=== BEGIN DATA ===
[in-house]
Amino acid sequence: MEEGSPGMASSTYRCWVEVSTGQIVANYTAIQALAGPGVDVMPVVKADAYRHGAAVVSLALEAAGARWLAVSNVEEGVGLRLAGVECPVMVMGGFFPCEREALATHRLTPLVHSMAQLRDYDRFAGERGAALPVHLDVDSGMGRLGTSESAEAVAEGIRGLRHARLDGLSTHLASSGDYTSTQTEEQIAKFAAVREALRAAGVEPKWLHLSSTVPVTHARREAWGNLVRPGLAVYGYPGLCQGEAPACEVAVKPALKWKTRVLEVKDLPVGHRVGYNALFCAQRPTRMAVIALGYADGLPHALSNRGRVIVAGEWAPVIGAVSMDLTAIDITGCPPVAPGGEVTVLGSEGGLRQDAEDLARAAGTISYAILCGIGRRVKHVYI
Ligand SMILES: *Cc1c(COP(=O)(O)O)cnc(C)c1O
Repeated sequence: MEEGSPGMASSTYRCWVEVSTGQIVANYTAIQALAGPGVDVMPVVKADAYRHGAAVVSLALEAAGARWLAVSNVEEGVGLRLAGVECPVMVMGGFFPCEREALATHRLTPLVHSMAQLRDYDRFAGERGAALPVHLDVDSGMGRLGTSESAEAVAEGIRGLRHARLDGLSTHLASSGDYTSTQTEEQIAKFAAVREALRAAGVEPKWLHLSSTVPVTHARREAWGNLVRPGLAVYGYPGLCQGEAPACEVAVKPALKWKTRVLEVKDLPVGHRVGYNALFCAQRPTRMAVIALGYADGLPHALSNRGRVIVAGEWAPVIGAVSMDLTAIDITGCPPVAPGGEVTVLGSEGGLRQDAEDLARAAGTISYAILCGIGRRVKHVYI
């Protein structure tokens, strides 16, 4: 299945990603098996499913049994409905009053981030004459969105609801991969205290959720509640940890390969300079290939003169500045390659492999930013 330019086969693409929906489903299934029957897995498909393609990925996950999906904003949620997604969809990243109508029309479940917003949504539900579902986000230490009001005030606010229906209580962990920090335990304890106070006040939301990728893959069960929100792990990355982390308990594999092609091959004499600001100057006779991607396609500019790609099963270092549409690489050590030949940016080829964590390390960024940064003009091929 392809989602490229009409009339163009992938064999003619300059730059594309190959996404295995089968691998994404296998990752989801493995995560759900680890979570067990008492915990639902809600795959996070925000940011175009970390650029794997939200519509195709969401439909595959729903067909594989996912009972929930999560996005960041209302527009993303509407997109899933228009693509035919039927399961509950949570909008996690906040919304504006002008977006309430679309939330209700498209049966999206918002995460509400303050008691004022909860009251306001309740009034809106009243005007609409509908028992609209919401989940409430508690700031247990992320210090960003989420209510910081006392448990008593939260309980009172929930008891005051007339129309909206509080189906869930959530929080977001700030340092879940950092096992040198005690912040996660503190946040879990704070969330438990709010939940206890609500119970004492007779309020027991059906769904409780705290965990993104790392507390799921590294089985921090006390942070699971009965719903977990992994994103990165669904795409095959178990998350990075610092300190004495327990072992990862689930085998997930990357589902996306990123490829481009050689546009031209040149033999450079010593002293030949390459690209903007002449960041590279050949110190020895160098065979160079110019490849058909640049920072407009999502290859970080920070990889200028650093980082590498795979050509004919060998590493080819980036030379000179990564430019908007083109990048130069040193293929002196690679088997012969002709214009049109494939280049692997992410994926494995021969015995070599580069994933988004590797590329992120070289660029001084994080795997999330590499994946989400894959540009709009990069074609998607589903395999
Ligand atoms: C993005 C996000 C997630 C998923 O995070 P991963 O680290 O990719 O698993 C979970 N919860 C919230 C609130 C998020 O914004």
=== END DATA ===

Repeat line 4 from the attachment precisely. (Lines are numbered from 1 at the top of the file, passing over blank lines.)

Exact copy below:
Repeated sequence: MEEGSPGMASSTYRCWVEVSTGQIVANYTAIQALAGPGVDVMPVVKADAYRHGAAVVSLALEAAGARWLAVSNVEEGVGLRLAGVECPVMVMGGFFPCEREALATHRLTPLVHSMAQLRDYDRFAGERGAALPVHLDVDSGMGRLGTSESAEAVAEGIRGLRHARLDGLSTHLASSGDYTSTQTEEQIAKFAAVREALRAAGVEPKWLHLSSTVPVTHARREAWGNLVRPGLAVYGYPGLCQGEAPACEVAVKPALKWKTRVLEVKDLPVGHRVGYNALFCAQRPTRMAVIALGYADGLPHALSNRGRVIVAGEWAPVIGAVSMDLTAIDITGCPPVAPGGEVTVLGSEGGLRQDAEDLARAAGTISYAILCGIGRRVKHVYI